New Jersey Gov. Chris Christie suffered a defeat this week when lawmakers rejected a bill that would have let him cash in on a book deal in exchange for raises across state government. But while some legislators feel emboldened to challenge Christie and the body's Democratic leadership, which had supported the book deal, the basic rules in Trenton remain the same: The state's governor is considered the most powerful executive of any state, with authority over a vast array of appointments and the ability to veto any line item in the budget. Read more
Former Philadelphia prosecutor Lynn Marietta Nichols has been suspended from practicing law for 30 months by the state Supreme Court's disciplinary board. The move is the latest punishment for Nichols, 49, in connection with the illegal use of her authority to aid and then attack her landscaper boyfriend. "A public official's misconduct speaks directly to the integrity of the legal system by placing the reputation of those tasked with serving and protecting the public at issue," the board wrote. Read more
Rafael Robb is scheduled to be released from prison in three weeks, after serving a 10-year term for bludgeoning his wife to death in their Upper Merion home. But during a hearing on Robb's bid to get funds from his frozen retirement accounts, a judge suggested the former University of Pennsylvania professor may have lied about his assets. Robb testified he had an account in France with about $5,000. "There's no reference to France," said Judge Thomas M. DelRicci, reading from affidavits in which Robb listed what he said were all his assets. "That seems to me to create a dilemma. It has other ramifications and those ramifications are quite serious." Read more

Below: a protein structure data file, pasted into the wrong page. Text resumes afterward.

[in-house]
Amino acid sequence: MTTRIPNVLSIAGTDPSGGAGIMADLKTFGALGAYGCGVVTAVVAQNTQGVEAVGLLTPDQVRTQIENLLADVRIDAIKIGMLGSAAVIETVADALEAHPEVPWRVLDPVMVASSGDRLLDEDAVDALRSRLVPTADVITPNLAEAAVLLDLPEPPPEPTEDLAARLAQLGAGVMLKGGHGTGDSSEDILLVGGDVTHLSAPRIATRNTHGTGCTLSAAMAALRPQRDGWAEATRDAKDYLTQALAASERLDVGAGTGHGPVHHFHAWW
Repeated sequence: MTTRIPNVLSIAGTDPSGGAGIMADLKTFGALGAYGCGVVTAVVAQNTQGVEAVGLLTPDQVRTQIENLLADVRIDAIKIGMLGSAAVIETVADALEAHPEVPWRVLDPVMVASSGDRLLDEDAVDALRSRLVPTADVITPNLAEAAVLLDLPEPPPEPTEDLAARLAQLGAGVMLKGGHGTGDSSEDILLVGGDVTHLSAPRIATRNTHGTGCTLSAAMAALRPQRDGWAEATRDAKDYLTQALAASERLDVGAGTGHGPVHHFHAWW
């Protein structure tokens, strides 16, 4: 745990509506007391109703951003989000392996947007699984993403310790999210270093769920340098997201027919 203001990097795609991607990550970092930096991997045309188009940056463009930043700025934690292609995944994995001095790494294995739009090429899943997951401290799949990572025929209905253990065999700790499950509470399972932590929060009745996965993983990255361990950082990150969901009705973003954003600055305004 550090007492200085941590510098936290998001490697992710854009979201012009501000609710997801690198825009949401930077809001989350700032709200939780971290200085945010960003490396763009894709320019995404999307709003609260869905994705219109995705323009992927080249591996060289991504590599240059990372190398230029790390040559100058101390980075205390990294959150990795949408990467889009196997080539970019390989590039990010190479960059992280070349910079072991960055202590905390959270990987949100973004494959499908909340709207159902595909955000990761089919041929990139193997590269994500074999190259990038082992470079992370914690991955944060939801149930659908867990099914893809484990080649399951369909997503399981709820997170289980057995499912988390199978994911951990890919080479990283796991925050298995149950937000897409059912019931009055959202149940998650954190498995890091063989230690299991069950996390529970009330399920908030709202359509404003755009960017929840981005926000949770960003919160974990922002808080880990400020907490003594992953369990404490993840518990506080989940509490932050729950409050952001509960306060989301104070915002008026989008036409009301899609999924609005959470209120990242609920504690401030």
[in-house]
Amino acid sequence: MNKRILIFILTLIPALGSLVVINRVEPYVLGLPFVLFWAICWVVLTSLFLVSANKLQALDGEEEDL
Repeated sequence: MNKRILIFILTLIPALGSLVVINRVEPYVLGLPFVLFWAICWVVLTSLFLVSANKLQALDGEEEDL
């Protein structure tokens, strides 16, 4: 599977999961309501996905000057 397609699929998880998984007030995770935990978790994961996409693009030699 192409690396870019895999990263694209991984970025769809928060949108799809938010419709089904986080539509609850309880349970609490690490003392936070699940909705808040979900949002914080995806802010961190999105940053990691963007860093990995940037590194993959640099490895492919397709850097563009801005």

The U.S. Department of Education's Office of Civil Rights will investigate allegations that the Upper Dublin School District discriminated against black students by disproportionately giving them suspensions, contacting police over infractions and placing them in lower-track courses. The investigation is "a big deal," said lawyer Dan Urevick-Ackelsberg of the Public Interest Law Center. "You can never be sure when you make these allegations if the Office of Civil Rights is going to take it seriously and vigorously pursue it. We hope that the school district sees that this is not going away." Read more
After having spent a decade in prison for a crime he says he didn't commit, Donte Rollins is going home. The Pennsylvania Superior Court ruled Tuesday that Rollins, imprisoned for a 2006 Strawberry Mansion shooting that left a 6-year-old boy paralyzed, has a right to relief because his attorneys and prosecutors agree that Rollins' trial attorney was ineffective and that he deserves a new trial. The District Attorney's Office will have to decide whether to prosecute Rollins again or drop the case. Read more